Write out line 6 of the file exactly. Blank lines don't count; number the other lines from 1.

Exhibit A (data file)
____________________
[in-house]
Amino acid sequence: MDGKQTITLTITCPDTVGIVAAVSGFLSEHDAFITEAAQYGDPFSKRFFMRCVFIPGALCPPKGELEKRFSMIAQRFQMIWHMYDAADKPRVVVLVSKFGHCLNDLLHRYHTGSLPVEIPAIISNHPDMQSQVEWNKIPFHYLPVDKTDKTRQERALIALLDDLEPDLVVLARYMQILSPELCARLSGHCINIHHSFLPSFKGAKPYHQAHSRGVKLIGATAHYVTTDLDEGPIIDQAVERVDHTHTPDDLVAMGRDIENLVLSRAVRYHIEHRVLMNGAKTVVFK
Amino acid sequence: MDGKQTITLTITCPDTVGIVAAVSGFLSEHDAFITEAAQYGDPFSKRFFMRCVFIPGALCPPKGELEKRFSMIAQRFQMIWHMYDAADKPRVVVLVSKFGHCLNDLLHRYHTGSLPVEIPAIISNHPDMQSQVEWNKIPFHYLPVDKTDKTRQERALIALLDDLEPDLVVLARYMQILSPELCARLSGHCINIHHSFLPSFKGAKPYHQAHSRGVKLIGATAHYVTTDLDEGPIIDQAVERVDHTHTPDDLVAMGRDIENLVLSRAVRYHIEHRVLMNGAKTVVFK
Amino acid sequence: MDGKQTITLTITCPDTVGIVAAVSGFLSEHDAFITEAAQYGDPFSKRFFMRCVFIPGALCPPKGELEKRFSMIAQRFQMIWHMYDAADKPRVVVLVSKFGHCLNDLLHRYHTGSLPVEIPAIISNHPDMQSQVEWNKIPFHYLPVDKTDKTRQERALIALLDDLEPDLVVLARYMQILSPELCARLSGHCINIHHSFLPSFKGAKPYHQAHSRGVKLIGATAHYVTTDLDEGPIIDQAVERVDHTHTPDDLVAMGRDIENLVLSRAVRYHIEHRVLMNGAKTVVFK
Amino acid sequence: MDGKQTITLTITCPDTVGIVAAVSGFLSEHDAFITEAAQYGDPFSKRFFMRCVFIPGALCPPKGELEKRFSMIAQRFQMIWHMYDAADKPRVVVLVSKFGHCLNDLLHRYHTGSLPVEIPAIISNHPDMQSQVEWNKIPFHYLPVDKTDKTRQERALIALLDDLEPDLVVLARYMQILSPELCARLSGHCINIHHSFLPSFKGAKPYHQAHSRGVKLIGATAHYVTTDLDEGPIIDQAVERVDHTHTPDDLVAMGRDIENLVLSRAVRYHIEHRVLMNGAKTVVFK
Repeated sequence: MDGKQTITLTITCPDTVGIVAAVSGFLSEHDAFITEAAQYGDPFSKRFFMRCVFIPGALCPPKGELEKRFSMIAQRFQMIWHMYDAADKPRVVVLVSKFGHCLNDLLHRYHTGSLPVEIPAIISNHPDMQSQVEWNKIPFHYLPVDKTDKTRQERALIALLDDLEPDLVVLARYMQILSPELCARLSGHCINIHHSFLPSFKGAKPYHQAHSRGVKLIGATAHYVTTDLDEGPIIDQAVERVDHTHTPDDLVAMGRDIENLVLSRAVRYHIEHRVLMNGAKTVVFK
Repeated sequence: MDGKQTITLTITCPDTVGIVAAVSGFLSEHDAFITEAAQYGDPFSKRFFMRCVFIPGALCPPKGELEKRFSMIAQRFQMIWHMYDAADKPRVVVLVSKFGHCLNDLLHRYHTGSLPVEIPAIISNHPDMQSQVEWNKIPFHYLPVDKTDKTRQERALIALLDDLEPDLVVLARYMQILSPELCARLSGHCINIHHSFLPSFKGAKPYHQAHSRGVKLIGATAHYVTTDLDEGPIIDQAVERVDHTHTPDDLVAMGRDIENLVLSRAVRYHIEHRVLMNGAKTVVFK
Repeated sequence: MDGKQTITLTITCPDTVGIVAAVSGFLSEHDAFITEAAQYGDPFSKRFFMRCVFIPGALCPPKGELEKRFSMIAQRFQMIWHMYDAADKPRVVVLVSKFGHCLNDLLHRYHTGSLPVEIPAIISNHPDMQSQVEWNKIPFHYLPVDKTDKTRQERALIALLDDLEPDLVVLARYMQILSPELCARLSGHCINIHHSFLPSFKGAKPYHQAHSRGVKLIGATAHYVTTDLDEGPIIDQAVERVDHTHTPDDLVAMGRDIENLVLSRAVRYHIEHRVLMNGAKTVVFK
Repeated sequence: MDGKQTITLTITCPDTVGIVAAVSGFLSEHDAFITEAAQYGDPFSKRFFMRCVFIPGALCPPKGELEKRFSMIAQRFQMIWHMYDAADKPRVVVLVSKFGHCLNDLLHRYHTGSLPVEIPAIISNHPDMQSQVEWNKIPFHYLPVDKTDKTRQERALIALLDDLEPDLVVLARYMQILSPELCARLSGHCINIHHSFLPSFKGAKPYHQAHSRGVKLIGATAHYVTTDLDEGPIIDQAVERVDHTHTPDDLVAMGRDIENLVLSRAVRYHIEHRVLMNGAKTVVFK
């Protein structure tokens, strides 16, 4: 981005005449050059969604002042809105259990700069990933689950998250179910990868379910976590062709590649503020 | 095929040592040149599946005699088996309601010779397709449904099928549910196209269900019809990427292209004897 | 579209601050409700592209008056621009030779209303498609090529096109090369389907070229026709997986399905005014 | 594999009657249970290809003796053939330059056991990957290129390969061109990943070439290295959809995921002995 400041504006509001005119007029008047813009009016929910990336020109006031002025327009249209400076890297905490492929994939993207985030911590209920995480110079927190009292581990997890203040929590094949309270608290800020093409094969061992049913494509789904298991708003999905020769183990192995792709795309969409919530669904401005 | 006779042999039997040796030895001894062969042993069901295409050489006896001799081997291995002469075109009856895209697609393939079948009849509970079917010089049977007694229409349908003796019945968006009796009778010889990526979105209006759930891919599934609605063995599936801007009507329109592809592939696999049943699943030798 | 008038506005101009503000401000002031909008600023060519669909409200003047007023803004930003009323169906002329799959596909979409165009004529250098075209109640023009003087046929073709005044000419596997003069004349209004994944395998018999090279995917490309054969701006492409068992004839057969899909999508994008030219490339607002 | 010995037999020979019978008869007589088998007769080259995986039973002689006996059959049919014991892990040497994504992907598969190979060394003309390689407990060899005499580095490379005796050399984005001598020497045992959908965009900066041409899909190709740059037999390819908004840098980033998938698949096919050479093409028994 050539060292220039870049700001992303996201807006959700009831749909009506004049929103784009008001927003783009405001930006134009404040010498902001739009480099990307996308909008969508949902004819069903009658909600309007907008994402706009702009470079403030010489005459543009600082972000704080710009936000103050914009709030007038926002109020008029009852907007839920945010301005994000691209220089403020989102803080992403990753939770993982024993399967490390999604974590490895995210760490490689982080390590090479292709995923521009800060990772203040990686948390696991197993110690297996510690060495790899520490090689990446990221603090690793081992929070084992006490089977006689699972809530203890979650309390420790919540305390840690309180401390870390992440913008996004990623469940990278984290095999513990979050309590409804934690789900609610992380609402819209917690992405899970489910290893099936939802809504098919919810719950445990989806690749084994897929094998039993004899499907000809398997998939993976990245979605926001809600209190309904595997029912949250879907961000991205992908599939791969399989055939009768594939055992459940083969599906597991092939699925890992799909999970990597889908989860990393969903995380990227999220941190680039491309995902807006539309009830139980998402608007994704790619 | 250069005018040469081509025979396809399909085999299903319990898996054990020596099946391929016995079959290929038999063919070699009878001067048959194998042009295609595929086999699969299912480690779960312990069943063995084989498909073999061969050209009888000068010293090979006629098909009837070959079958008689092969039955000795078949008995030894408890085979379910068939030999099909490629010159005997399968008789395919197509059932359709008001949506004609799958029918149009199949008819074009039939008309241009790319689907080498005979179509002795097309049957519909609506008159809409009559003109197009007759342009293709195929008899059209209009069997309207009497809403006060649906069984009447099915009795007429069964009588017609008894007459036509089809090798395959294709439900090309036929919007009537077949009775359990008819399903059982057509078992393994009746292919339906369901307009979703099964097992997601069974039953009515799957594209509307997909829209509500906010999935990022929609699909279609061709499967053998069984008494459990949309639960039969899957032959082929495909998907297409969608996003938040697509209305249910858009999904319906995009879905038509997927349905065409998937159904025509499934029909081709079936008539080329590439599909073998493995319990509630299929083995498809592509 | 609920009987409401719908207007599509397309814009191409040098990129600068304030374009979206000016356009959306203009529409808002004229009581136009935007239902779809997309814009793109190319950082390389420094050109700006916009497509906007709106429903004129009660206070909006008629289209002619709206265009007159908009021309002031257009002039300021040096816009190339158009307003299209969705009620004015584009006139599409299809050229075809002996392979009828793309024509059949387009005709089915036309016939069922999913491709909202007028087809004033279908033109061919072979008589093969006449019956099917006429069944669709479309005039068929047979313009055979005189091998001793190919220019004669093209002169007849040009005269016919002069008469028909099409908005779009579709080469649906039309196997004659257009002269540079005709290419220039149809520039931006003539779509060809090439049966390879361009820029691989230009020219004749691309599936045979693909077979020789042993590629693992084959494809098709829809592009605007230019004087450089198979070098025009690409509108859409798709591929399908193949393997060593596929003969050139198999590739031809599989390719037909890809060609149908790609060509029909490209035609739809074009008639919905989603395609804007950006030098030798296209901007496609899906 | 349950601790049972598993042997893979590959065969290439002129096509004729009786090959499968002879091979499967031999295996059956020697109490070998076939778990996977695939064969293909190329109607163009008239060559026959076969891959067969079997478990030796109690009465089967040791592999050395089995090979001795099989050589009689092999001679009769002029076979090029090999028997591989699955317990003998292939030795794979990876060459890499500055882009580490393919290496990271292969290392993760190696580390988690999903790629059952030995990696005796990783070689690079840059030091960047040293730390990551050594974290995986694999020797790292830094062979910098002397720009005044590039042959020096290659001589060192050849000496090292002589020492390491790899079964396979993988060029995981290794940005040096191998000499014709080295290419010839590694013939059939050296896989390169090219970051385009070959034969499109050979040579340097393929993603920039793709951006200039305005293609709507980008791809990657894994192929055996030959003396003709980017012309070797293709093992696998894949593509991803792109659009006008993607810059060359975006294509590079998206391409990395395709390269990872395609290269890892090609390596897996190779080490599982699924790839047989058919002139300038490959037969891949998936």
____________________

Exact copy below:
Repeated sequence: MDGKQTITLTITCPDTVGIVAAVSGFLSEHDAFITEAAQYGDPFSKRFFMRCVFIPGALCPPKGELEKRFSMIAQRFQMIWHMYDAADKPRVVVLVSKFGHCLNDLLHRYHTGSLPVEIPAIISNHPDMQSQVEWNKIPFHYLPVDKTDKTRQERALIALLDDLEPDLVVLARYMQILSPELCARLSGHCINIHHSFLPSFKGAKPYHQAHSRGVKLIGATAHYVTTDLDEGPIIDQAVERVDHTHTPDDLVAMGRDIENLVLSRAVRYHIEHRVLMNGAKTVVFK